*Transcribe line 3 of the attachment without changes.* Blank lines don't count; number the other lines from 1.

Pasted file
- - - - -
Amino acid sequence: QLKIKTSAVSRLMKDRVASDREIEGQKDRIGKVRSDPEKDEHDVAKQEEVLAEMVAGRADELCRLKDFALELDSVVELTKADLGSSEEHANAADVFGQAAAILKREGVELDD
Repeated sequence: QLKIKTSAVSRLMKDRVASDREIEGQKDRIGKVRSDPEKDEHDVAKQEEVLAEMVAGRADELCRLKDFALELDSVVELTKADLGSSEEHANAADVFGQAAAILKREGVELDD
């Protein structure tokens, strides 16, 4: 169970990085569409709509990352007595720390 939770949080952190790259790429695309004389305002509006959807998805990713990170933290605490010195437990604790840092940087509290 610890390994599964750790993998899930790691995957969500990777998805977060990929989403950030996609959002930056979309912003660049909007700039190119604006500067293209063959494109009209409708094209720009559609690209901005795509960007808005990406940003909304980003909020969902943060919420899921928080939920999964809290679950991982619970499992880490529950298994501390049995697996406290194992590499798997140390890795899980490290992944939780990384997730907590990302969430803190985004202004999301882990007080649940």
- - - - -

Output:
């Protein structure tokens, strides 16, 4: 169970990085569409709509990352007595720390 939770949080952190790259790429695309004389305002509006959807998805990713990170933290605490010195437990604790840092940087509290 610890390994599964750790993998899930790691995957969500990777998805977060990929989403950030996609959002930056979309912003660049909007700039190119604006500067293209063959494109009209409708094209720009559609690209901005795509960007808005990406940003909304980003909020969902943060919420899921928080939920999964809290679950991982619970499992880490529950298994501390049995697996406290194992590499798997140390890795899980490290992944939780990384997730907590990302969430803190985004202004999301882990007080649940």